The nature of the vice presidency is typically one of brief significance, ridicule, and vague adaptability. They’re briefly significant in the election cycle because they can be used to give some momentum to a candidate’s campaign, as the final months close in. They’re ridiculed because, while seemingly senior in management, they’re often sidelined next to other key positions such as Chief of Staff or Secretary of State. And then their actual role remains vague, depending on the administration, and adaptable, because their responsibilities may change depending on the issues at hand, their credibility, or image.
All of these things are as true for any VP as they’ve been for the current incumbent, Kamala Harris. And yet, with an approval rating hovering in the 30s (a few points below Joe Biden’s), she seems to be suffering the brunt more unjustly. To the left, this is because she is a woman and mixed race. To the right (and many others aside), this is kind of for the same reasons, if with a twist. They see Kamala Harris’ very appointment in terms of affirmative action; a choice made solely to appeal on the grounds of identity politics. To reel in those wide-eyed liberals.
This is a tough ordeal for Harris because she can’t exactly deny such criticisms. Indeed, it was always Biden’s plan to choose a woman as his running mate but given she’d been relatively tough on him in the debates, she also might’ve drawn some early intrigue for her strength in challenging a potential “yes man” agenda. This might’ve mattered to some. To most, it probably didn’t.
But say, Harris was just what many expected; a choice to appease Democratic voters. This is hardly different (beyond the issues of gender and race) in making such a decision. Kennedy picked Johnson (despite disliking him) to win the South. Roosevelt was forced to go with Truman for his fourth round, to appease his party. Mike Pence was hardly a regular at Trump’s various resorts but yielded an opportunity to appeal to more traditional, evangelical Republicans. This kind of appointment is nothing new. And yet…
Well, things have changed a bit. The cultural and political wars of today are more toxic than ever. There is increasing skepticism and frustration with the Democratic Party and liberals today (from within and outside the party) on how important identity politics has become in electing and appointing important positions. Credibility is at play on the level of perception and media coverage. Plus, more tangibly, there’s the matter of Sleepy Joe’s age. He’s 80. And while relatively fit for the job, one can’t help but hover over the matter of mortality. Indeed, the question of whether he’ll run again in 2024 has been springing up at every occasion (he plans to, by the way). This is awkward for Harris because (already labelled an affirmative action pick), she’s been perceived as a forced successor; a more likely leader than most VPs have been before her. The optics are concerning.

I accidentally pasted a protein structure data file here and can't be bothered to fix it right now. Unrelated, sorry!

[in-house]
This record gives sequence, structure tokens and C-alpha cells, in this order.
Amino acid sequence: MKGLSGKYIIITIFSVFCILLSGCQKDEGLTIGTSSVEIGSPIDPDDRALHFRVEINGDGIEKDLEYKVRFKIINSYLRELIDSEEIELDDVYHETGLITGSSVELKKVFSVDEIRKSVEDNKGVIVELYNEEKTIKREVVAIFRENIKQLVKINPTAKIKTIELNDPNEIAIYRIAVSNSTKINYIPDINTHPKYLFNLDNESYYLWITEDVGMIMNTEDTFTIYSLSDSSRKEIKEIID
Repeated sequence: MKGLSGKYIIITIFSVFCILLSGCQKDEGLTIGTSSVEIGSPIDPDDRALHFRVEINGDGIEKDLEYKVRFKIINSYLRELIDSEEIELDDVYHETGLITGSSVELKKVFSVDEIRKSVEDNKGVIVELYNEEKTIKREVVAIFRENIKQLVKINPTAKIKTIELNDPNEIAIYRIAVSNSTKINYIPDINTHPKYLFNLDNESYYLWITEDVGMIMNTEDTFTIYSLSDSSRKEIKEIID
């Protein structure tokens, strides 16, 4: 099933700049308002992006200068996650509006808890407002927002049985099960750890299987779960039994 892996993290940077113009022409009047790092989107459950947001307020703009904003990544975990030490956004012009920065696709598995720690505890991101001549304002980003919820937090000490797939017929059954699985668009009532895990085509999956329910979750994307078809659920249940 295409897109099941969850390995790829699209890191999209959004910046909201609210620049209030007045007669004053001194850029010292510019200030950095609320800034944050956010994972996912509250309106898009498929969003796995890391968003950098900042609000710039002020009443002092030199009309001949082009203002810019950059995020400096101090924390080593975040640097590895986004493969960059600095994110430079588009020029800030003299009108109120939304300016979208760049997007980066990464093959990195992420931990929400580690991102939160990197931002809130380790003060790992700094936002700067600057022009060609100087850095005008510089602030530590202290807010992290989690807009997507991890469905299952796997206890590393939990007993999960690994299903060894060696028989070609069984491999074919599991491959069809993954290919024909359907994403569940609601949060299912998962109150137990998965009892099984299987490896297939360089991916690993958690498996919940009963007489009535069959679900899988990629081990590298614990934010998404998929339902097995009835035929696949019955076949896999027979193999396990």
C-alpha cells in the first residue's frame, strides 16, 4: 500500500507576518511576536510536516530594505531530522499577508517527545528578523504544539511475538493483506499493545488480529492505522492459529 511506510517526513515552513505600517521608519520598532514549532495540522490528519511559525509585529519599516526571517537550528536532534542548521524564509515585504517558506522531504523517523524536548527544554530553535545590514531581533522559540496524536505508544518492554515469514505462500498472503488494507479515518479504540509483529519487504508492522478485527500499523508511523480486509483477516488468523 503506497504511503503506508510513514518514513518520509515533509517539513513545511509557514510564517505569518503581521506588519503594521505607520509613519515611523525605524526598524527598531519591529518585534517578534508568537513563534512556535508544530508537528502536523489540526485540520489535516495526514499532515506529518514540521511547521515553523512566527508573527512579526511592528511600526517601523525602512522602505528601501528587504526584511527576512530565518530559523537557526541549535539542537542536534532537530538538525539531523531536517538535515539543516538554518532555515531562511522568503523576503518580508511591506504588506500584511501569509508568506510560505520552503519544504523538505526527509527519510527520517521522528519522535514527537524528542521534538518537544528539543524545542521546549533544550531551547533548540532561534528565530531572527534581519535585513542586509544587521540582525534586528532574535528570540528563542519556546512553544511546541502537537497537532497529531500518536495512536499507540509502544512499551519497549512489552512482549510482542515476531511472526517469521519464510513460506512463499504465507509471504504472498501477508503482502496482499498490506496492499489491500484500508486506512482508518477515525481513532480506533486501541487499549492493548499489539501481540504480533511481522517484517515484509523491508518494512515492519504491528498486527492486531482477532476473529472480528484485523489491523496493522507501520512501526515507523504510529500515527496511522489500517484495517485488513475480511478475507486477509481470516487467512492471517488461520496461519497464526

The gullible (or innocent) response to this quagmire would be to posit that Harris need only prove herself in the role she has to attain credibility. If you regard most the criticisms of Harris however, they’ve been mostly vague: weak on immigration (not exactly a simple issue to tackle); not doing enough to support Biden and conversely, out there too much or hidden in the background; and “dysfunctions” in her office (as if Trump’s cabinet didn’t changed a thousand times in his first year). Again, this role is largely symbolic and without definition. Harris’ main prerogative seems to be addressing immigration, voting reform, and other issues (e.g. the destruction of Roe v. Wade) with an ambassadorial-type approach, which granted hasn’t yielded any phenomenal results. But the same people who’d argue how disastrous she’s been would likely be hard-pressed to define the legacy of past VPs such as Pence or Biden, himself. The point is that most people simply don’t care about the actual job, whatever they think it may be.
To return to the matter of image then, Harris faces a challenge there may be no solution to. It seems to me that she’s been given a raw deal on one hand but on the other, having watched her give several interviews, I’m not exactly impressed by her traditionally political, say-a-bunch-without-saying-anything approach either (see her on Colbert recently; cringe). The 2024 election is looming and where the question of Biden’s age lingers, so too does a tangent on Harris’ continued suitability. At the end of the day, is she worth the hassle? Would offing her prove cowardly or tactically smart? If Biden’s credibility is at stake, I think he’d be better off sticking with her; the image of loyalty supersedes political meanderings. They may be no Obama-Biden, but they can at least stick it out and maybe one day, Harris’ legacy will be revised to reflect her support of this administration rather than her attributes as a candidate.